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Thoughts on a 2-1 Rangers loss

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M’s 2, Rangers 1

Texas Rangers v Seattle Mariners Photo by Alika Jenner/Getty Images

M’s 2, Rangers 1

  • And so the winning streak ends at 1.
  • On the plus side, at least it was close.
  • Spencer Howard made the start for Texas, tandeming with Taylor Hearn, and threw three shutout innings, allowing a pair of hits and no walks, striking out three.
  • Howard threw 44 pitches, and of those, 33 were four-seamers. That’s a high percentage, it seems to me, of four seamers. That said, nine of the other eleven pitches he threw were balls, so maybe that was the one pitch he could throw for strikes on Wednesday. In total he generated six swings and misses on the day.
  • Taylor Hearn came in after Howard, in what is supposed to be his final tandem outing before he moves into an actual starting role. Hearn allowed just one run but didn’t have one of his better outings, as he walked four batters and hit another, along with giving up a pair of hits, in four innings of work. He started his first two innings of work with a walk followed by a GIDP. He mixed things up in the sixth — his third inning of work — by hitting the first batter, then got fly outs for the next two outs. That was followed by a single, a 3-2 walk, and a four pitch walk, forcing in a batter.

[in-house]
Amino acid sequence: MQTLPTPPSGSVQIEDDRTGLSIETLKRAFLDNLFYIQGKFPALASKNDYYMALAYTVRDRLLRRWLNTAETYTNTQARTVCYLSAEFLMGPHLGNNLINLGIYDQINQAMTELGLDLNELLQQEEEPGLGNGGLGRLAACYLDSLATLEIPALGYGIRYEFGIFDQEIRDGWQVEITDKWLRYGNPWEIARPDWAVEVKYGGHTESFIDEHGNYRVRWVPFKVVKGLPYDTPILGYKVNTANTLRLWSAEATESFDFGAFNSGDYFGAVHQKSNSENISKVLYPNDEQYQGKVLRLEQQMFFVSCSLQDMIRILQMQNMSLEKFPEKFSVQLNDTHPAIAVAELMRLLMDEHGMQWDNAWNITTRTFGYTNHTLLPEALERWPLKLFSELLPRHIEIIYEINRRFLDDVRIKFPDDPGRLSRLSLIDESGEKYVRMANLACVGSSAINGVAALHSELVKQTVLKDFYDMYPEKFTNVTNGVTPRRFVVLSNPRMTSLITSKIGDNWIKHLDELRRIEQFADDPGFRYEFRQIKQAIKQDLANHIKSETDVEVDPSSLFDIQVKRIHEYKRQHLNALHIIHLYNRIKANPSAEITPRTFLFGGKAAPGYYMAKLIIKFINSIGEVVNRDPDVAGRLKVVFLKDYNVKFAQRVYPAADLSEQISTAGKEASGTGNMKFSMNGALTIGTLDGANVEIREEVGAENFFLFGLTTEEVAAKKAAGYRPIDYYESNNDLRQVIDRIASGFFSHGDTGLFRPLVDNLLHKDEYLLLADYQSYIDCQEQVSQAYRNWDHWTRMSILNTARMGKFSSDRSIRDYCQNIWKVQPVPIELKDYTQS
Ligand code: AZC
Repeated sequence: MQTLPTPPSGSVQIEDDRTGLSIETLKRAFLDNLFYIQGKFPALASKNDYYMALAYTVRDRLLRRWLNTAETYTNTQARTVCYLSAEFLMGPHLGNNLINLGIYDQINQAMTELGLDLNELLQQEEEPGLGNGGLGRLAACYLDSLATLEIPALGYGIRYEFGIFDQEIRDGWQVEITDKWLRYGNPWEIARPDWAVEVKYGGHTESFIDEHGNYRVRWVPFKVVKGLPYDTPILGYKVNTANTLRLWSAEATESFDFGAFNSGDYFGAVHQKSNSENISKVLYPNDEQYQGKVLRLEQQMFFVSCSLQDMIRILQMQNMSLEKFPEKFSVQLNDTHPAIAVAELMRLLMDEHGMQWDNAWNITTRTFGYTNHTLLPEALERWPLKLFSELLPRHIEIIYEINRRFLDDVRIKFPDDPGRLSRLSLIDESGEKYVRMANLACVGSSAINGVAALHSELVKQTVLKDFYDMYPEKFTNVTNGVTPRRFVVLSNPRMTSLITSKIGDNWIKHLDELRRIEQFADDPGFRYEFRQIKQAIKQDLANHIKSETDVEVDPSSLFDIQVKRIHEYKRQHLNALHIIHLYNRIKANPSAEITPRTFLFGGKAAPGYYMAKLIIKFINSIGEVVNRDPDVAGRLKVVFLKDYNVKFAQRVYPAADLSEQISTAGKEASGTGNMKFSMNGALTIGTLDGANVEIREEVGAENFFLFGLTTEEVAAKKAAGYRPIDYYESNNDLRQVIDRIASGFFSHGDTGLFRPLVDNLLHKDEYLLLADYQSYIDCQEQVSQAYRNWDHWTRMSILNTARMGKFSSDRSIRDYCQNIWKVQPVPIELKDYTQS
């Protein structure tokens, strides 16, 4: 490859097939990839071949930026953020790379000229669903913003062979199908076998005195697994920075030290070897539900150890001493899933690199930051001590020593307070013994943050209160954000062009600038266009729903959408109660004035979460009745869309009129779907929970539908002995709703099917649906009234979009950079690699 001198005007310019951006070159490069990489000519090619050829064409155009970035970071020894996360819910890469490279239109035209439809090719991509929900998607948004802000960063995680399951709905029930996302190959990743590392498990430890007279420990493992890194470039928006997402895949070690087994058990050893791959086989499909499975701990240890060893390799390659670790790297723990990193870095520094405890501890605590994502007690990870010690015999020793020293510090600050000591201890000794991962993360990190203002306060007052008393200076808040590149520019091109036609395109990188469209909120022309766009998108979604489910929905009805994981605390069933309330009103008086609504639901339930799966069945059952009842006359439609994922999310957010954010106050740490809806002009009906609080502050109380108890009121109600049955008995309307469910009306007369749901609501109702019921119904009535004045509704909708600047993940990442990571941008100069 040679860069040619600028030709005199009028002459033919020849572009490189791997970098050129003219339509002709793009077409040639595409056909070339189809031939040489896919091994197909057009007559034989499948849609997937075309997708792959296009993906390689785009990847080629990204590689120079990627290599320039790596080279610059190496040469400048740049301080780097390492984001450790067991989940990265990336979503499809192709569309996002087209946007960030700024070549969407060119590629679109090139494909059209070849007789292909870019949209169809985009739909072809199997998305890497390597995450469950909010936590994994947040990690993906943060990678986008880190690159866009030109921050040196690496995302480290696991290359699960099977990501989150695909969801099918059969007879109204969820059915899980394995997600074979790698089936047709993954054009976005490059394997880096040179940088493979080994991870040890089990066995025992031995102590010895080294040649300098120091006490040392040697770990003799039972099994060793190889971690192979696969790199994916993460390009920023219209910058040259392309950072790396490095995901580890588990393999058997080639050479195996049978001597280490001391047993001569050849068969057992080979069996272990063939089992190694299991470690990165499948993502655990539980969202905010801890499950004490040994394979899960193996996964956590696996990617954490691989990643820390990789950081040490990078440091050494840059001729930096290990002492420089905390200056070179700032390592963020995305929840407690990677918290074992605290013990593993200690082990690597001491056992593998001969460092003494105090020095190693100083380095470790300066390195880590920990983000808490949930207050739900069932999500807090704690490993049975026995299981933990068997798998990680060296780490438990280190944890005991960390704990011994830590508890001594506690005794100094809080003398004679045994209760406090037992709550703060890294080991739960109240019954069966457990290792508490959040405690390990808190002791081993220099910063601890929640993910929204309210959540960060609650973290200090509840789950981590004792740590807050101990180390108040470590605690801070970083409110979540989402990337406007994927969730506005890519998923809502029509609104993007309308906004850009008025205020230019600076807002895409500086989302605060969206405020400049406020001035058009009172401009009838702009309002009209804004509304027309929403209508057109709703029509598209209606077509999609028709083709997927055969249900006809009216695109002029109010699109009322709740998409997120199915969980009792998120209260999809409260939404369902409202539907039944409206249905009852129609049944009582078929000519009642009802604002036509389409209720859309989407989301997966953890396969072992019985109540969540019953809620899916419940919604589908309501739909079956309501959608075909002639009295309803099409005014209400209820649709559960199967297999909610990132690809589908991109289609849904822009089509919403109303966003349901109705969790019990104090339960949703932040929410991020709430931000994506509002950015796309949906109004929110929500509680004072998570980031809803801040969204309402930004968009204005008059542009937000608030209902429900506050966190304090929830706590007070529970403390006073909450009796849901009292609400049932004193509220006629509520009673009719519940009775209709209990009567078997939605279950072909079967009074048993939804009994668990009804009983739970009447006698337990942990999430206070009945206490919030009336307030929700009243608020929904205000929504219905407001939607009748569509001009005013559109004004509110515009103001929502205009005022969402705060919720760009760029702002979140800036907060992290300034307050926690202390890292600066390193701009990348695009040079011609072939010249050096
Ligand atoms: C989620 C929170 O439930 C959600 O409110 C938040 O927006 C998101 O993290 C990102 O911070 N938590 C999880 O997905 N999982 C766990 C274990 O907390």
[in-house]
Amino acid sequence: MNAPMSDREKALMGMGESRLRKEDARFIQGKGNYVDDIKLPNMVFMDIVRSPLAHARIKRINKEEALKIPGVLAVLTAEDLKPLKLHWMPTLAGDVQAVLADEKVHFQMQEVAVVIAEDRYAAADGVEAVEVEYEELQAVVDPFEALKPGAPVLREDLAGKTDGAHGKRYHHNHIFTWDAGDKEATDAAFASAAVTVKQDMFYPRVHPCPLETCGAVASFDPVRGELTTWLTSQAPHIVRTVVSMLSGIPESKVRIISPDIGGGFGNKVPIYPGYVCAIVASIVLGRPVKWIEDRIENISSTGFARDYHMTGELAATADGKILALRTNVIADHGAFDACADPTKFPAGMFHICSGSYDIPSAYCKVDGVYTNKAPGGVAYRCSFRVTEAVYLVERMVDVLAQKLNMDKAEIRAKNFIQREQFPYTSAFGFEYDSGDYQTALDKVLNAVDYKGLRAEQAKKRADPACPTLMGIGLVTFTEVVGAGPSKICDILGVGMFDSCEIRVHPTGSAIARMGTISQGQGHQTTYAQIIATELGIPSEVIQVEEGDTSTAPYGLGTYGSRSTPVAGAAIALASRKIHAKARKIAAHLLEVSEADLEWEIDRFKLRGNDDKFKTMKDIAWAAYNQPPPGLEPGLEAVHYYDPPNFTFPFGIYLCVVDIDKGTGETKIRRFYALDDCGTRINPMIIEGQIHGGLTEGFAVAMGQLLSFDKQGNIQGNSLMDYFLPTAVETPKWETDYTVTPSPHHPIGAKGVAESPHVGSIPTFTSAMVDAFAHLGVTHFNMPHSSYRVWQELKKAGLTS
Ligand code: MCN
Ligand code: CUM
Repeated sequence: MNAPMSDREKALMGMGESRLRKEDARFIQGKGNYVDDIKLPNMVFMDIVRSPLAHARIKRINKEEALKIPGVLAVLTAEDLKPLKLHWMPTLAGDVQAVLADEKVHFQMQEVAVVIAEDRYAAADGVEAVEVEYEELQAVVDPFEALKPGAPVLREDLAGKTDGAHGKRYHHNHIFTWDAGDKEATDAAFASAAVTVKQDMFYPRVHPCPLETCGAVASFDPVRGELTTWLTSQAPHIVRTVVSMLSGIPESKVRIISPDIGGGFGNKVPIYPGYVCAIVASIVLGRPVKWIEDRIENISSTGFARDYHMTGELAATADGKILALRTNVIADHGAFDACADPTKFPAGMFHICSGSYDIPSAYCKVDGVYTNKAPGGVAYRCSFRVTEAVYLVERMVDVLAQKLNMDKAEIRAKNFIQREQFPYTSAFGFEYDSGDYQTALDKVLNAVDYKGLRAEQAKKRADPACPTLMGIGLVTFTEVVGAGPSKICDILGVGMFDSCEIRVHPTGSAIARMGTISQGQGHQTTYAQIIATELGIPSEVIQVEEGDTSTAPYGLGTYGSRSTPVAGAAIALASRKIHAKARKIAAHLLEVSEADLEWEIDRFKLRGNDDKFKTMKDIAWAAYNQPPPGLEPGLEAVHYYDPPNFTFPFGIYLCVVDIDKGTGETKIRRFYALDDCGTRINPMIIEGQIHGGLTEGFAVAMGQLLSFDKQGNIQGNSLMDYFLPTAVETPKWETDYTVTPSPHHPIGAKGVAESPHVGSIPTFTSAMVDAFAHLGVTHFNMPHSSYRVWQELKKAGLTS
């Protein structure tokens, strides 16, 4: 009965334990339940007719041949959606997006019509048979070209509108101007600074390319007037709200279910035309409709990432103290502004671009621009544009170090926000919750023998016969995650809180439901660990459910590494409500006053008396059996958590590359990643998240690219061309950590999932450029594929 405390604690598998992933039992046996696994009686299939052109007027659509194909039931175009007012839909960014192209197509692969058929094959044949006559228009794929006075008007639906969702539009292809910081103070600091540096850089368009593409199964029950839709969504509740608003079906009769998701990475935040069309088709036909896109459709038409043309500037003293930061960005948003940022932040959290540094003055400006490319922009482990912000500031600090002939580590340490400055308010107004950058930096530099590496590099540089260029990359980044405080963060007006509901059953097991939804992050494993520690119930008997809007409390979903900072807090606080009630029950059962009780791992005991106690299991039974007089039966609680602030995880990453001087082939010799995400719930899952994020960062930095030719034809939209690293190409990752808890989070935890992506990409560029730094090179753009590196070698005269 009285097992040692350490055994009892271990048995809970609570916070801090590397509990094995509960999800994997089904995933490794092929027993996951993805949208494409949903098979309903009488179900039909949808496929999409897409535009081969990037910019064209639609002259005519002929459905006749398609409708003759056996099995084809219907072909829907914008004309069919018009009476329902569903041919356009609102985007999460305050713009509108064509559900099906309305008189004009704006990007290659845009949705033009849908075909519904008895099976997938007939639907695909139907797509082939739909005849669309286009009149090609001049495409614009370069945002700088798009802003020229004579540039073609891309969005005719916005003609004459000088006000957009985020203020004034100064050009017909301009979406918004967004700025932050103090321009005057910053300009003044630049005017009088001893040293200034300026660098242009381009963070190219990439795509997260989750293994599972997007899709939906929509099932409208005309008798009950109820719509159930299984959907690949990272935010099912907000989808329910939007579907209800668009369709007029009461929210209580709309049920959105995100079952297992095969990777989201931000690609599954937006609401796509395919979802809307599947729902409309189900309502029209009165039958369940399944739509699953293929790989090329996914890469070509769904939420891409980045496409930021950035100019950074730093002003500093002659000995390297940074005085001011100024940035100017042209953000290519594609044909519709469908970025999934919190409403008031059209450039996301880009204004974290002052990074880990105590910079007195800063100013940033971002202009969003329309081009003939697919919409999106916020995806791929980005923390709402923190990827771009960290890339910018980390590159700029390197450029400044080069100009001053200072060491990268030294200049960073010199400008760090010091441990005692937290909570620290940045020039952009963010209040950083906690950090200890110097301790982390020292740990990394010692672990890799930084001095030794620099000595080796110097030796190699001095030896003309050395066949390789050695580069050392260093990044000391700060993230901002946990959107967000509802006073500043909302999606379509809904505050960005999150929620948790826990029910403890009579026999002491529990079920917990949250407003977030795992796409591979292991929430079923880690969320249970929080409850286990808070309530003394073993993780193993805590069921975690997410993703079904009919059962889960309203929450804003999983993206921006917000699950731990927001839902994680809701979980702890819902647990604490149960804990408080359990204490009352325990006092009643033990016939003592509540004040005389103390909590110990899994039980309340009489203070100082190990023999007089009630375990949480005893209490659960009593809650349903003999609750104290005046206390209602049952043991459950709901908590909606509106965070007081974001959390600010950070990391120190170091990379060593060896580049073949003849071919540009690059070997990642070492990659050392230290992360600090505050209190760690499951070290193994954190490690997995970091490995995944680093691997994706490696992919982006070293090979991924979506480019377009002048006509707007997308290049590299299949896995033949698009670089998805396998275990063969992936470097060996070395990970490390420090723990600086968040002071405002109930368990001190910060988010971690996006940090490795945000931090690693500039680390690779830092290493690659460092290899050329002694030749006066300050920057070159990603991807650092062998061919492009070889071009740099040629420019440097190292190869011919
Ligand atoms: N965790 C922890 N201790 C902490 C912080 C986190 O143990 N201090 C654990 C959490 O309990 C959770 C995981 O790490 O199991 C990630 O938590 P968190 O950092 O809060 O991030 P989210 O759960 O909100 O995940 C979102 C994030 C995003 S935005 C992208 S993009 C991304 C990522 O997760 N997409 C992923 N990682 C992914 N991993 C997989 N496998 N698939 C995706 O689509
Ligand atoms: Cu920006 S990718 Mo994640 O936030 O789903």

• Hearn then struck out the final batter of the inning and had a 1-2-3 seventh to end his outing, so that was good. From a “runs on the scoreboard” standpoint it was a good outing, though the underlying performance wasn’t what you want to see from Hearn.
  • Josh Sborz threw a scoreless eighth, setting up Dennis Santana to pitch the ninth in a tie game. Santana went double-K-single-single and the game was over. Alas.
  • The Rangers offense wasn’t good, as one would expect from there only being one run scored by the visitors all game. Seven hits and no walks. The Rangers one run came in the top of the second, when a double, an infield single and a regular single loaded the bases with one out. D.J. Peters smoked a ball to center that looked like it could have been a grand slam...but instead was just a regular old sacrifice fly.
  • The closest thing to a rally otherwise was a fifth inning two out double by Isiah Kiner-Falefa and a sixth inning leadoff double, followed by a balk, by Adolis Garcia. Neither runner scored, obviously.
  • Spencer Howard maxed out at 95.8 mph on his four seamer on Wednesday. Taylor Hearn topped out at 97.4 mph with his four seamer and 95.4 mph on his sinker. Josh Sborz hit 97.9 mph with his four seamer, while Dennis Santana reached 97.6 mph on his sinker.
  • Nathaniel Lowe’s second inning double had an exit velocity of 108.4 mph. D.J. Peters sac fly was 104.4 mph off the bat, and had a .830 xBA, in case you’re interested. Adolis Garcia’s double was 103.3 mph, and IKF’s single was 100.6 mph.
  • I see Thursday’s game is a day game. Oh, goodie.